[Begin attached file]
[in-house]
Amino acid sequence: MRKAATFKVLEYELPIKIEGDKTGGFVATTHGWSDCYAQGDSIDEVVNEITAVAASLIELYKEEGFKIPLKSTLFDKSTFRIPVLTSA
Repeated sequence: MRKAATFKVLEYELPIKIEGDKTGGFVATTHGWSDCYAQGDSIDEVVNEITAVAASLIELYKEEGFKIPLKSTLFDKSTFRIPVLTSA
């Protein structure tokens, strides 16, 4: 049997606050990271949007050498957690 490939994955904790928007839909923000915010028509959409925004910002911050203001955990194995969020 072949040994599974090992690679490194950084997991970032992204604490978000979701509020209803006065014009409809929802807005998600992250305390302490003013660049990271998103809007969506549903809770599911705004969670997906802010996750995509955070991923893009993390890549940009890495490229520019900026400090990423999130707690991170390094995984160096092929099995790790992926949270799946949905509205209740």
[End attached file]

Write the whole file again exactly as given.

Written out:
[in-house]
Amino acid sequence: MRKAATFKVLEYELPIKIEGDKTGGFVATTHGWSDCYAQGDSIDEVVNEITAVAASLIELYKEEGFKIPLKSTLFDKSTFRIPVLTSA
Repeated sequence: MRKAATFKVLEYELPIKIEGDKTGGFVATTHGWSDCYAQGDSIDEVVNEITAVAASLIELYKEEGFKIPLKSTLFDKSTFRIPVLTSA
């Protein structure tokens, strides 16, 4: 049997606050990271949007050498957690 490939994955904790928007839909923000915010028509959409925004910002911050203001955990194995969020 072949040994599974090992690679490194950084997991970032992204604490978000979701509020209803006065014009409809929802807005998600992250305390302490003013660049990271998103809007969506549903809770599911705004969670997906802010996750995509955070991923893009993390890549940009890495490229520019900026400090990423999130707690991170390094995984160096092929099995790790992926949270799946949905509205209740």